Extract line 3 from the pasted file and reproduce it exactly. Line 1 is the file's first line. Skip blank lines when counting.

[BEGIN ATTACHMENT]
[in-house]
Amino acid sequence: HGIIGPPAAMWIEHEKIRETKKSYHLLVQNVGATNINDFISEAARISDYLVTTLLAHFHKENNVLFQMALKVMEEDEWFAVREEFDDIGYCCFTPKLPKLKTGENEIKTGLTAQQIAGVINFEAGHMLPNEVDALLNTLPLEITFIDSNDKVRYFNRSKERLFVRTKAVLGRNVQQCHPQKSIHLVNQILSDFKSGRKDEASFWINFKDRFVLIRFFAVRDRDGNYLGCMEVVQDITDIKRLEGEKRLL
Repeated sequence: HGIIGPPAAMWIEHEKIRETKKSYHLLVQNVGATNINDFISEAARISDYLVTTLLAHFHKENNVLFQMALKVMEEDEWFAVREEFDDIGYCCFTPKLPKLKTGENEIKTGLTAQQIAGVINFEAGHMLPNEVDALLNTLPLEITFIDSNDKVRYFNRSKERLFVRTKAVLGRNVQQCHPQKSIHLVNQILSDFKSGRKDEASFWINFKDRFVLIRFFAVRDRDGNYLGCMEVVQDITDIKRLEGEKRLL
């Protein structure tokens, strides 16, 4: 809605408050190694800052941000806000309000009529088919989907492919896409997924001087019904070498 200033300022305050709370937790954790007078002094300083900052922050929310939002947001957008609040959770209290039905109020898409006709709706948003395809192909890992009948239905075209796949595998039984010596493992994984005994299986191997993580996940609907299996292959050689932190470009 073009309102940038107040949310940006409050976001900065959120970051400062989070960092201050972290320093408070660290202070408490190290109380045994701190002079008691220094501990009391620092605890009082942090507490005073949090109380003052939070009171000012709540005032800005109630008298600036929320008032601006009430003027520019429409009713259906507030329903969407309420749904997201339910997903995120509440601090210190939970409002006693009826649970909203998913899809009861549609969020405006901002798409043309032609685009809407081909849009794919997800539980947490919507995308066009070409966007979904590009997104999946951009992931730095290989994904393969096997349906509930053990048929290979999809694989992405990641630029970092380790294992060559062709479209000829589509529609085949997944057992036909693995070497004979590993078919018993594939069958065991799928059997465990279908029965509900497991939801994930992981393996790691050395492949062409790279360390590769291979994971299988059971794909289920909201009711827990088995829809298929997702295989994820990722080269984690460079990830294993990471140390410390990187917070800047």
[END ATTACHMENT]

Repeated sequence: HGIIGPPAAMWIEHEKIRETKKSYHLLVQNVGATNINDFISEAARISDYLVTTLLAHFHKENNVLFQMALKVMEEDEWFAVREEFDDIGYCCFTPKLPKLKTGENEIKTGLTAQQIAGVINFEAGHMLPNEVDALLNTLPLEITFIDSNDKVRYFNRSKERLFVRTKAVLGRNVQQCHPQKSIHLVNQILSDFKSGRKDEASFWINFKDRFVLIRFFAVRDRDGNYLGCMEVVQDITDIKRLEGEKRLL